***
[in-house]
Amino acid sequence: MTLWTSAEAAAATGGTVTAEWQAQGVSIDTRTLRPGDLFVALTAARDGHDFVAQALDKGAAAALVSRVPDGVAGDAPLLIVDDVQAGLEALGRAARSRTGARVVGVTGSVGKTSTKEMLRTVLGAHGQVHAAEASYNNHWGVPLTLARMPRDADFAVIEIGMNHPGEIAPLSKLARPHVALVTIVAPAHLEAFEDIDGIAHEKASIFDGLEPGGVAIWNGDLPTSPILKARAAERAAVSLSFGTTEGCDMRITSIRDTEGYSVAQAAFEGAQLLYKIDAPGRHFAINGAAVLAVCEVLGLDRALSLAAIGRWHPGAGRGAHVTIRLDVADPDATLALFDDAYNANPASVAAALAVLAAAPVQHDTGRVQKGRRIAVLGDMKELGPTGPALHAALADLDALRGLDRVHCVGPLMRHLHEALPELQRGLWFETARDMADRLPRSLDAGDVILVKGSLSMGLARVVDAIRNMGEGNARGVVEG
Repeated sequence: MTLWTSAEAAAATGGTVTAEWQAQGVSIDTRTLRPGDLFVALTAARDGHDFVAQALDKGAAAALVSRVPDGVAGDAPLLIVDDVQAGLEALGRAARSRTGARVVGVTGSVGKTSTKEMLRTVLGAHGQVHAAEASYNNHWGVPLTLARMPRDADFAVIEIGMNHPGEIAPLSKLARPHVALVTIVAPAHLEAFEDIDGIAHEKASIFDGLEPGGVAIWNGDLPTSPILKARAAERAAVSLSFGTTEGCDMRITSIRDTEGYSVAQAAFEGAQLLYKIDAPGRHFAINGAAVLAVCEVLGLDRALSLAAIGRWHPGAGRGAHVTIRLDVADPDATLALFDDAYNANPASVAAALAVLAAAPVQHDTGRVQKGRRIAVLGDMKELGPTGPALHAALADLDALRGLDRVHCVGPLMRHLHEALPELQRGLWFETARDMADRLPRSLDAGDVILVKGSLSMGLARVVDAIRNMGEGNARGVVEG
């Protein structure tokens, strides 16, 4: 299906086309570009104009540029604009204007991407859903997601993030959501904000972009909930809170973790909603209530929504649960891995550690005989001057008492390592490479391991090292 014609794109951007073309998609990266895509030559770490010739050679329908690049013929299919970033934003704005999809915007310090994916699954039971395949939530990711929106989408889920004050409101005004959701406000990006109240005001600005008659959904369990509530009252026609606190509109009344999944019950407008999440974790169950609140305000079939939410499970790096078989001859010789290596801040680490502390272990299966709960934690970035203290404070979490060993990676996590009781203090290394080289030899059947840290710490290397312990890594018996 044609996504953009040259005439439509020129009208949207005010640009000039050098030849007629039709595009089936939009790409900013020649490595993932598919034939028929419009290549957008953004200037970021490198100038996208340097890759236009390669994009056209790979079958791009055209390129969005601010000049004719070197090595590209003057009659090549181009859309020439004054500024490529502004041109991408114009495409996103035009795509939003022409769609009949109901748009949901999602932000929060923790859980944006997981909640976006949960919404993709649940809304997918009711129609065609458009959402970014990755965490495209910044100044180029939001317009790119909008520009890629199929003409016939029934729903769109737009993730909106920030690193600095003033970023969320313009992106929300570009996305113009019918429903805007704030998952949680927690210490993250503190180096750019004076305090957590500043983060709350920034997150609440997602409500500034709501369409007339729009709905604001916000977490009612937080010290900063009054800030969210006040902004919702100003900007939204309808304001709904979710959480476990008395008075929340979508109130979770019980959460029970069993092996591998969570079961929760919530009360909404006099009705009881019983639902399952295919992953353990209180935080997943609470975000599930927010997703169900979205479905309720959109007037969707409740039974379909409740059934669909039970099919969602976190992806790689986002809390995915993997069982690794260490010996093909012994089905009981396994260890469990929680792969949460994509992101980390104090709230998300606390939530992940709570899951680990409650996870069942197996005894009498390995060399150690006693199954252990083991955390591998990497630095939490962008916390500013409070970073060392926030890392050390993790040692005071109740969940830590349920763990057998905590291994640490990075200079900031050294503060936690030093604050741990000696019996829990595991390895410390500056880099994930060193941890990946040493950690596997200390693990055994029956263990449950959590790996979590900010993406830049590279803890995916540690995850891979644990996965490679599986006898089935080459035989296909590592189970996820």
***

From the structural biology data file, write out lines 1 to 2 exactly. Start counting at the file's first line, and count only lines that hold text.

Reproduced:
[in-house]
Amino acid sequence: MTLWTSAEAAAATGGTVTAEWQAQGVSIDTRTLRPGDLFVALTAARDGHDFVAQALDKGAAAALVSRVPDGVAGDAPLLIVDDVQAGLEALGRAARSRTGARVVGVTGSVGKTSTKEMLRTVLGAHGQVHAAEASYNNHWGVPLTLARMPRDADFAVIEIGMNHPGEIAPLSKLARPHVALVTIVAPAHLEAFEDIDGIAHEKASIFDGLEPGGVAIWNGDLPTSPILKARAAERAAVSLSFGTTEGCDMRITSIRDTEGYSVAQAAFEGAQLLYKIDAPGRHFAINGAAVLAVCEVLGLDRALSLAAIGRWHPGAGRGAHVTIRLDVADPDATLALFDDAYNANPASVAAALAVLAAAPVQHDTGRVQKGRRIAVLGDMKELGPTGPALHAALADLDALRGLDRVHCVGPLMRHLHEALPELQRGLWFETARDMADRLPRSLDAGDVILVKGSLSMGLARVVDAIRNMGEGNARGVVEG